[00:35:21] Brett: [00:35:21] probably out of pocket, I
[00:35:23] Patrice: [00:35:23] out of pocket. Yeah. But not very expensive. Like, I mean, it’s like, but from what I’ve seen depends a little bit on like the state, but like, 30 $40 a month.
[00:35:33] So not, not, not too difficult. I mean, you have to run like blood tests and another like hundred 50, I think. Um, but, uh, yeah, that would have
[00:35:42] Brett: [00:35:42] not the huge rigmarole that you have to go through. Wow.
[00:35:47] Patrice: [00:35:47] also like name changes and like gender marker changes. Uh, same process. I’m still figuring that out because like an ostium I’m obviously German citizen.
[00:35:55] So how does that even work? Like from another country? [00:36:00] Still figuring that out. I mean, seems to be rather easy. I can basically send two letters that I have to, to the courts in Germany and then let’s hope that they accepted. Otherwise. I have to somehow do the same thing again in Germany. So it is, it is a lengthy process and you have to be very, very patient.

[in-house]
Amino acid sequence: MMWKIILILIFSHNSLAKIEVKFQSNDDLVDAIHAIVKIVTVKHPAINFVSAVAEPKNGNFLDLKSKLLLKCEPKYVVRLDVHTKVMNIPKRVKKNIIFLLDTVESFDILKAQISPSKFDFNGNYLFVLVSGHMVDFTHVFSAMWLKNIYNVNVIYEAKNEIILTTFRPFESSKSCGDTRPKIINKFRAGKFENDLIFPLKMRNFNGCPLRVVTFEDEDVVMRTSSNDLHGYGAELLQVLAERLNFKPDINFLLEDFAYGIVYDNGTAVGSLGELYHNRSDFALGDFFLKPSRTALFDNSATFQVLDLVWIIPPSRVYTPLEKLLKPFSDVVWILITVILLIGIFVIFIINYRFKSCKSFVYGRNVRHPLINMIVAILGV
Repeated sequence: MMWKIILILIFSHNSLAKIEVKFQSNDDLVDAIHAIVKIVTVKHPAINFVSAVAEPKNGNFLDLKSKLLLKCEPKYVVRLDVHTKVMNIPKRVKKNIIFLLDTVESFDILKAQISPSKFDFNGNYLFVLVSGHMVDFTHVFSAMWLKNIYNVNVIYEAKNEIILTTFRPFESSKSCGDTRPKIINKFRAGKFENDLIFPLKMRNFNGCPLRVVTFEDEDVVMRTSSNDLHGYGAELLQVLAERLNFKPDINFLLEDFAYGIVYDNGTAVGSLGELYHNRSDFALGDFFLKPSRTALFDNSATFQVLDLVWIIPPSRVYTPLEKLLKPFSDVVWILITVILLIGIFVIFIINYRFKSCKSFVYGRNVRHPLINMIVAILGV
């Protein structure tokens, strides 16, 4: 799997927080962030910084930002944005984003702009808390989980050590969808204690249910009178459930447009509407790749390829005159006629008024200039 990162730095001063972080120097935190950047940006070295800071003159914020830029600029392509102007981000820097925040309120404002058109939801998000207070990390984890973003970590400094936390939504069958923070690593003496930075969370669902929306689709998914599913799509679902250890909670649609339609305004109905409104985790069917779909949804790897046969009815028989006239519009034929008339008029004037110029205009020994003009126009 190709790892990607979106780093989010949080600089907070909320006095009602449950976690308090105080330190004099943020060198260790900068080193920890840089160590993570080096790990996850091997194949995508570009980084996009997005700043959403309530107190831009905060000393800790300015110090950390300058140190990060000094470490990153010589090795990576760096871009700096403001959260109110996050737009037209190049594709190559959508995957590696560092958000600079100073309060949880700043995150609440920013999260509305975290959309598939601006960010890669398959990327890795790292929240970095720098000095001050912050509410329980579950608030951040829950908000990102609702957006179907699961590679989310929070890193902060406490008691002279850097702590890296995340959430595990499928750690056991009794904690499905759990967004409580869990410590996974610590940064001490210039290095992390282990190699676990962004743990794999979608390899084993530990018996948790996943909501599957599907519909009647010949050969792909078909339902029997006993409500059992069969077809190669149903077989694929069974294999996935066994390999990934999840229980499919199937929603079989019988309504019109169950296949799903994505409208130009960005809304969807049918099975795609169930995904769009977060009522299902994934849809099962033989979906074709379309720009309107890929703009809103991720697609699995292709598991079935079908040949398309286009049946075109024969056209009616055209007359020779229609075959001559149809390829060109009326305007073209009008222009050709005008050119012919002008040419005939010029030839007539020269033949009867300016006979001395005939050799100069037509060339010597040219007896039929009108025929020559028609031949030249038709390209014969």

[00:36:19] I mean, it’s something you know about, like, I mean, with, with your history, like mental illness and so on, and like getting, getting the medication that you need. Uh, you know, that’s like, it’s, it’s, it’s a thing. And so that’s why I say like, it’s, it’s hard to tell really. I mean, um, Germany, it would depend on which era you are, whether people are accepting or not.
[00:36:46] Um, like Berlin, for example, is like very queer and open or cologne is known for that. Uh, the Christopher street days are always in and in Berlin, uh, sometimes in Frankfurt as well. Um, so yeah, [00:37:00] there is a company unity and acceptance. Um, but it’s not, it’s not widespread. I mean, there are laws for like, uh, how to change your gender marker.
[00:37:11] Um, like on your birth certificate and your name and all of that. And they’re from the eighties. And until I think what was it like three, four years ago, they required that you, uh, that your marriage is dissolved. If you have one that you, um, that you’re steroidal, so you can never have any kids. Um, and I don’t remember.
[00:37:35] Oh, and do you have to have had surgery?
[00:37:37]Brett: [00:37:37] Wow.
[00:37:38] Patrice: [00:37:38] was like, I mean, eighties, eighties thinking, but that was like until the basically determined equivalent of the Supreme court kind of kick that out or kicked it out and said it’s